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Opera North at Sadlers Wells

Rigoletto, La voix humaine & Peter Grimes





Verdi – Rigoletto

21 November 2006

Conductor – Martin Andre
Director / Designer – Charles Edwards
Costumes – Brigitte Reiffenstuel

Rigoletto – Alan Opie
Gilda – Henriette Bonde-Hansen
Duke – Rafael Rojas
Sparafucile – Brindley Sherratt
Maddalena – Rebecca de Pont Davies
Monterone – Stephen Richardson
Marullo – Olafur Sigurdarson





Poulenc – La voix humaine

22 November 2006

Conductor – Paul Watkins
Director – Deborah Warner
Designer – Tom Pye
Lighting – Jean Kalman

The Woman – Joan Rodgers

Britten – Peter Grimes

23 November 2006

Conductor – Richard Farnes
Director   – Phyllida Lloyd
Designs – Anthony Ward
Lighting – Paule Constable

Peter Grimes – Jeffrey Lloyd-Roberts
Ellen Orford – Giselle Allen
Capt Balstrode – Christopher Purves
Auntie – Yvonne Howard
Nieces – Amy Freston & Claire Booth
Bob Boles – Alan Oke
Swallow – Richard Angas
Mrs Smedley – Ethna Robinson
Rev Horace Adams – Nigel Robson
Ned Keene – Roderick Williams
Hobson – Stephen Richardson
Dr Crabbe – Dominic Burns
John the Apprentice – Aaron Eastwood



Opera North may be poor country cousins compared with ENO in budgetary terms, but their current Sadlers Wells season shows them to be rich indeed in artistic values.

Their Rigoletto was certainly not a glamorous production, rather it emphasised the sleaziness of the plot with the duke an aging porn baron and Rigoletto his scruffy and surly caretaker.   The concept was well realised and carried through, taking us in the later Acts to the caravan park where Rigoletto and Sparafucile live as neighbours.

Alan Opie, in the title role gave a performance well up to his usual high standard, in fine voice and exploiting every emotional nuance in the score. Rafael Rojas may have been got up to look like a playboy rather past his best, but his voice was in fine shape.  
Henriette Bonde-Hansen showed off a pleasantly clear tone and had the right air of vulnerability to make a memorable Gilda, but she needs to overcome a tendency to play to the audience.   Brindley Sherratt proved a terrifyingly believable punk killer and my heart went out to Monterone (Stephen Richardson) who spent much of his time soaked in blood.

The male chorus was nothing short of magnificent.

La voix humaine was an adventurous choice – could one singer holding the stage for forty minutes in a one-sided telephone conversation constitute a full evening of entertainment?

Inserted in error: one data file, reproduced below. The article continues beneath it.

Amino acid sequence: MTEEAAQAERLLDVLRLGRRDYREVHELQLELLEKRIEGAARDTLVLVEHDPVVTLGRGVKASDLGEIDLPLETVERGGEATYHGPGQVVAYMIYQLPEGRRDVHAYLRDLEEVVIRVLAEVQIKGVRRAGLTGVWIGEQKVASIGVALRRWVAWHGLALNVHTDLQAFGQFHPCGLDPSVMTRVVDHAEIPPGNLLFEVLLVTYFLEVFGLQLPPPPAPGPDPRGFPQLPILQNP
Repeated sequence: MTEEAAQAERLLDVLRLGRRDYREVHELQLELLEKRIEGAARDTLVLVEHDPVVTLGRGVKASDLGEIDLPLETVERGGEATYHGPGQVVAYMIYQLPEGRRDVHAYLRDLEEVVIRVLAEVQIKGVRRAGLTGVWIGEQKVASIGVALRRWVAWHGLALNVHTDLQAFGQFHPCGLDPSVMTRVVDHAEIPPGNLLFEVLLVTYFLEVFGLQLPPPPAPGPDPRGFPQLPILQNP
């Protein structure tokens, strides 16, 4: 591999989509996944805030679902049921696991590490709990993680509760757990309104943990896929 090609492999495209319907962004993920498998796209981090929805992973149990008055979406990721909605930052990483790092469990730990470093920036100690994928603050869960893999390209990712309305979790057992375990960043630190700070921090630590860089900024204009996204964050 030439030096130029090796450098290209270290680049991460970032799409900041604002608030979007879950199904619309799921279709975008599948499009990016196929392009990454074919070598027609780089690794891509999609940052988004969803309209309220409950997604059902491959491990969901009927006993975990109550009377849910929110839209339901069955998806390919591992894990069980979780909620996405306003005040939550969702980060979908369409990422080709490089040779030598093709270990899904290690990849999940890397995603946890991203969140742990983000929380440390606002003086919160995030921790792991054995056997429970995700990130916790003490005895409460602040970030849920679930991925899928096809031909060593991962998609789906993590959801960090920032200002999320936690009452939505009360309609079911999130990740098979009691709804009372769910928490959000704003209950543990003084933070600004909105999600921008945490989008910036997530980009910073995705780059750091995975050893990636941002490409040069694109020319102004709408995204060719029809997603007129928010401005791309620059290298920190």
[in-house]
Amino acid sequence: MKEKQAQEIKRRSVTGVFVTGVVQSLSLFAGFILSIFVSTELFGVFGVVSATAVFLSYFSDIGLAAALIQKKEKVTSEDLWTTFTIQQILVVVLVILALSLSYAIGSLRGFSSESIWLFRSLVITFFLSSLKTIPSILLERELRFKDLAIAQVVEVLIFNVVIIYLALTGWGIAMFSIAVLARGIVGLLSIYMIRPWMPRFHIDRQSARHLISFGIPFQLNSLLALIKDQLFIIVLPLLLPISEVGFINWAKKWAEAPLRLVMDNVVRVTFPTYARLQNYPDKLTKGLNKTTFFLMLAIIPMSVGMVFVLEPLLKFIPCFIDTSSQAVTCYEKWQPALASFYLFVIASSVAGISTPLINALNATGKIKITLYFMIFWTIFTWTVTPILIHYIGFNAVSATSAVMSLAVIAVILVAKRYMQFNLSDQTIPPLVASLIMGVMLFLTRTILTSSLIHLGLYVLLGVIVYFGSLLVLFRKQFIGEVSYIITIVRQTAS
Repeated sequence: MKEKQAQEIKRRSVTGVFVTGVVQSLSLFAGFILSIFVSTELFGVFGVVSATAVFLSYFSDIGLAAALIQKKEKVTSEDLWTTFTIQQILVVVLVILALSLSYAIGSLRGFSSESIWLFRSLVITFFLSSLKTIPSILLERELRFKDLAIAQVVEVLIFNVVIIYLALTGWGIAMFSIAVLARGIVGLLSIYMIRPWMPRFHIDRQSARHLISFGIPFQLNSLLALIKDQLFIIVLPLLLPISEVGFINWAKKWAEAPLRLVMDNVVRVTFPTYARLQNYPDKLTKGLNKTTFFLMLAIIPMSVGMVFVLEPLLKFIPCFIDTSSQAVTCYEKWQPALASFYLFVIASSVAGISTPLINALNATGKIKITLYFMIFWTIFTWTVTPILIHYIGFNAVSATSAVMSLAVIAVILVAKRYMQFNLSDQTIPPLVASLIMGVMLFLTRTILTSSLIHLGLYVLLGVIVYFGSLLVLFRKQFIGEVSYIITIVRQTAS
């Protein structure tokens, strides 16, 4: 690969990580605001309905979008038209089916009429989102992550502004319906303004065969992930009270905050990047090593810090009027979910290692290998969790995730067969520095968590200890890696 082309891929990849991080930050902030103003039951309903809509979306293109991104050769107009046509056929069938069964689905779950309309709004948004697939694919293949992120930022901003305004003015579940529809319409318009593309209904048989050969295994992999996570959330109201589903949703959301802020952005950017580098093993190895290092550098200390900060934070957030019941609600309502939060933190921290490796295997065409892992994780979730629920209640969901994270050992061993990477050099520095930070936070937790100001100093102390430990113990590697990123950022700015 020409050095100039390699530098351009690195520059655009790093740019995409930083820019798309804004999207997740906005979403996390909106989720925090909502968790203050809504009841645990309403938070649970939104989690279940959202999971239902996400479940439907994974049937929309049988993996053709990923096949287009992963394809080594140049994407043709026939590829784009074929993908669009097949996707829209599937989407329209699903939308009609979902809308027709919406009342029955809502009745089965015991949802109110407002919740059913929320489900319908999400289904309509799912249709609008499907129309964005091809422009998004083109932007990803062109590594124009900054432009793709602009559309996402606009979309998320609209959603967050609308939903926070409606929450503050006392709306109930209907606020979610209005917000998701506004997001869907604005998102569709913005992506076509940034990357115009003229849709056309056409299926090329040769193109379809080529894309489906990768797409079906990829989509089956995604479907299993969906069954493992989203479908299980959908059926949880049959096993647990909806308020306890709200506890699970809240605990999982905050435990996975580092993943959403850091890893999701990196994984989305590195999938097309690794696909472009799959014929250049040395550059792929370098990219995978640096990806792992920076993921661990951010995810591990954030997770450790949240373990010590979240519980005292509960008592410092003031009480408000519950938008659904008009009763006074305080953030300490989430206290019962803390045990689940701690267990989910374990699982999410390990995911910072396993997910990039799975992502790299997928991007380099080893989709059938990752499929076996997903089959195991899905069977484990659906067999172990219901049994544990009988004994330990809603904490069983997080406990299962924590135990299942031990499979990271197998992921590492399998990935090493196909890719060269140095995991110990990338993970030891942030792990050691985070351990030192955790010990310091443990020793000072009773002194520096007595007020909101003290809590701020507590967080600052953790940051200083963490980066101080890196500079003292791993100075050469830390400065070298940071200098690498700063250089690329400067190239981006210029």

The answer for those for whom journey time was not a consideration was a resounding “yes”.

A brightly lit stage was furnished as a clinically modern en-suite bedroom   providing a range settings for Joan Rodgers, cast as the neurotic “elle”.   She awakes from a drug-induced sleep to find herself lying in a pool of water from her overflowing bath – and the situation just goes down hill from there.    The score is peppered with dramatic pauses which need to be seamlessly dovetailed between singer and orchestra - Rodgers and her young conductor, Paul Watkins had clearly established the high level of rapport required.

Emotional intensity ran high and commanded rapt attention from the audience, a completely satisfying evening.

Finally, they returned Peter Grimes to Sadlers Wells, its original home theatre.  

The staging was outstanding, direction (Phyllida Lloyd), design ( Anthony Ward ) and lighting ( Paule Constable) were handled to perfection.   Simplicity was the key, employing a virtually empty performing space with seascape back drop, a giant fishnet suspended above and a supply of slatted wooden frames which could be used as platforms or built into barricade like structures.

Again the chorus was impressive, producing an enormous wall of sound whether praying for deliverance from the storm or as a baying lynch mob hot in the pursuit of Grimes.

In the title role Jeffrey Lloyd-Roberts gave a dramatically impressive arresting performance.   His powerfully built frame added an extra dimension of menace to Peter Grimes, yet he further surprised by producing the most delicate of pianissimo passages.   His voice may not always have sounded beautiful, but it was well in keeping with a man clearly troubled by inner demons.

There were sympathetic and thoughtful portrayals of his two supporters from Giselle Allen as a young looking Helen Orford, and the ever dependable Christopher Purves as Capt Balstrode.   In the large cast Amy Freston and Claire Booth stood out as a leggy and enticingly delinquent pair of nieces and I was impressed by the firm rounded tone and clear diction of Roderick Williams as Ned Keene

On all three nights the orchestral playing was dashing and they adapted well to the differing mood of each composer.

A very impressive trio of productions which threw down a real challenge to London 's resident companies.

Serena Fenwick



Image (Peter Grimes) Bill Cooper